Kosovo – the young Europeans campaign took an interesting turn yesterday by soliciting user-created videos for their planned second independence anniversary TV ads. Being the viral marketing guy, I finally began to get excited about all this. In fact, I had thought that the viral marketing and the web was the only way to go for a country such as Kosovo: it is cheap, it engages the audience, and the method goes along with the message.
But the excitement of that first Twitter message from the campaign yesterday faded out a bit when the instructions asked for the link to the video wishing happy second birthday to Kosovo from well wishers across the world to be sent to their email address. I see now that some of those videos are getting posted on their YouTube channel as they are filtered, and the campaign will likely get decent 60 second ads to broadcast on TV although they are missing the whole point of the web thing because they can’t let go of the control and allow the web part to become a goal in itself. For now we are competing with beautiful Croatia, timeless Macedonia, something or another Azerbaijan. If they took the web course, with little money and some creative brainstorming, which is plentiful in Prishtina, they would have created a wave of free marketing activity truly different from any of these. But as it stands now, the young Europeans’ YouTube page has less views than your average lolcat.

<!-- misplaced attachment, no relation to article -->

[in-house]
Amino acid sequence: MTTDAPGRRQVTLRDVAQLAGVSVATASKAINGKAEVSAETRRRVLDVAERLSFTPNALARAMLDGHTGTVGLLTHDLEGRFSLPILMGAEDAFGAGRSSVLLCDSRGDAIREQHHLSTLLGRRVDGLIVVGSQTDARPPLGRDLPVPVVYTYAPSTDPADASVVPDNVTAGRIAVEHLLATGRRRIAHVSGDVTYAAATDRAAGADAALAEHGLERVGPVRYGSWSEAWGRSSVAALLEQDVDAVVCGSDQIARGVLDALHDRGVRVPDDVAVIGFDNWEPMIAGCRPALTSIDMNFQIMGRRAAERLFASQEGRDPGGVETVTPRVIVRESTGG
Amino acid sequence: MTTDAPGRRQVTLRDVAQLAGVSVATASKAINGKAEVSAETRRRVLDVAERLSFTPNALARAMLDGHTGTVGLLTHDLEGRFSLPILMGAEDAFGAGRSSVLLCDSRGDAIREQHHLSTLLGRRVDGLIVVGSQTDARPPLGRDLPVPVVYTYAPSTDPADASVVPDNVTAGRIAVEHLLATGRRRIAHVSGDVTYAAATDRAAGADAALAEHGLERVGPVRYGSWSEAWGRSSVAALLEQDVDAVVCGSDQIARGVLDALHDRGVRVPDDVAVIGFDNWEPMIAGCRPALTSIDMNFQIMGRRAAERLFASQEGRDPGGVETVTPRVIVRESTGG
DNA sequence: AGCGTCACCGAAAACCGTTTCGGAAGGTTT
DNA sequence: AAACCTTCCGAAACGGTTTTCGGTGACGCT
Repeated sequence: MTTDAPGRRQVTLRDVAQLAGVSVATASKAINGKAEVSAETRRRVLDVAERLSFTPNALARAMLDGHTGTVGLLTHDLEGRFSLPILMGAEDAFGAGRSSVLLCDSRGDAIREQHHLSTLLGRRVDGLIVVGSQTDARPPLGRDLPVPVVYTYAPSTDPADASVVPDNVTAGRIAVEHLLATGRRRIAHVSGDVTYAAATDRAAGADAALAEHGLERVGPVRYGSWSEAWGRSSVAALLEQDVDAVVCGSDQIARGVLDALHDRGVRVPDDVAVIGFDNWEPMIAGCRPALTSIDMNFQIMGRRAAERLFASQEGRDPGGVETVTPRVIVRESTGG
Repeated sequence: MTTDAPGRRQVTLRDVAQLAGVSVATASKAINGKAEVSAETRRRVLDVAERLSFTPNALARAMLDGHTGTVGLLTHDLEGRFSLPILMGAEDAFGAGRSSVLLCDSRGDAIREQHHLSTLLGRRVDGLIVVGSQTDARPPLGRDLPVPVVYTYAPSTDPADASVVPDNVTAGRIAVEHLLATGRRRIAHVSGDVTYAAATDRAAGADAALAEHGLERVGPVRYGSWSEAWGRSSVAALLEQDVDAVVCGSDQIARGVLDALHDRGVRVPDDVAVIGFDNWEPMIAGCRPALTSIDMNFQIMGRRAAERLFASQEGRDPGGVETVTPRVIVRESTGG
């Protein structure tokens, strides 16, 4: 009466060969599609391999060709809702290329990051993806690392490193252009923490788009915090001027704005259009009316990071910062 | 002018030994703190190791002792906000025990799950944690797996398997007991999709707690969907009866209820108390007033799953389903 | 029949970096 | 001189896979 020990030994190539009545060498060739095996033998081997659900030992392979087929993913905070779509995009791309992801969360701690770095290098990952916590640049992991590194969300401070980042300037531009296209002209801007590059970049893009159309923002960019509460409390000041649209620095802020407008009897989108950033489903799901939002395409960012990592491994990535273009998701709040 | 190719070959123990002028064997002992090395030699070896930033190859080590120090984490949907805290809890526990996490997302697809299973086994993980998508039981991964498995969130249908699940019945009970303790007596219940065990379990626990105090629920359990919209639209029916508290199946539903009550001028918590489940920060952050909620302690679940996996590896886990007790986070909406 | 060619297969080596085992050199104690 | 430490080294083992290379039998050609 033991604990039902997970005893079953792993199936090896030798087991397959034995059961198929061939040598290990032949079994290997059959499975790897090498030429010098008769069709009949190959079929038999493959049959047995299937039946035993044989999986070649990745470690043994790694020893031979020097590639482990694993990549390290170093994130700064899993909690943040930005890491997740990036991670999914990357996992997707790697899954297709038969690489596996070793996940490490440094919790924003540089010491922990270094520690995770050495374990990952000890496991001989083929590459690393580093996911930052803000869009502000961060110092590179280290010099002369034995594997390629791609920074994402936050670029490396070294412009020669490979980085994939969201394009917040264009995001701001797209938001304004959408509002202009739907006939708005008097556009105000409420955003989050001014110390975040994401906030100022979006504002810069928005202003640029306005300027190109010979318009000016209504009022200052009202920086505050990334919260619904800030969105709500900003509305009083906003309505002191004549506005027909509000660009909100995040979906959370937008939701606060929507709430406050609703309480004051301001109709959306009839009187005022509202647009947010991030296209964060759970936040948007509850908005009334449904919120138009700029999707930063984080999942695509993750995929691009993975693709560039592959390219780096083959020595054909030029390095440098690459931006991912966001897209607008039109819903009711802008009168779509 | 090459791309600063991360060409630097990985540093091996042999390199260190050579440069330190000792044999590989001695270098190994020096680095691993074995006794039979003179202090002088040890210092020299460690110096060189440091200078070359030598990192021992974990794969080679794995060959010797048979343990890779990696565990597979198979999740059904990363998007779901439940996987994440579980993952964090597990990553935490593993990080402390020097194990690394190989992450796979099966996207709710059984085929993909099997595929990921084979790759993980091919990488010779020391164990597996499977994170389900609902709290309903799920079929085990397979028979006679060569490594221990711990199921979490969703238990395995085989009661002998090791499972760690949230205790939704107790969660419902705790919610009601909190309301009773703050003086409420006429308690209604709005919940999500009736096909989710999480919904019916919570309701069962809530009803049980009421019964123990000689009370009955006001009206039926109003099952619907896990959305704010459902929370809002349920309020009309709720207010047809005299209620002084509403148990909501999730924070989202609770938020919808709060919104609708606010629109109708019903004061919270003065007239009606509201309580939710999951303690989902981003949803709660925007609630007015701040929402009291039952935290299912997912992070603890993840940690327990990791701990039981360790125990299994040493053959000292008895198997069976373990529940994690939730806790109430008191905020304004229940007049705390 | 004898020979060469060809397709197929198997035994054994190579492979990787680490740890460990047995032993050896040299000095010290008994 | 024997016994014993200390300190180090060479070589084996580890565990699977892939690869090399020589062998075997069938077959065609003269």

This is only the tip of the iceberg. The campaign has failed to deliver on the web in other ways as well. The website http://kosovo-young.com does not continue the story where it was left off in the TV ads, again does not say anything about Kosovo and uses Flash technology which is hard to navigate and won’t even register on search engines.
It should be said that the best marketing so far for the country was done by a couple of tons of steel cast into yellow letters spelling NEWBORN. It is doubtful the current campaign with millions of euros at its disposal can duplicate that.
Now to be fair, my American friend thought that the first bunch of ads were brilliant, which is odd considering that the Kosovars themselves were left wanting. In his eyes, those ads present a lot of young people screaming to be employed and do a fair representation of the reality.
Happy birthday Kosovo!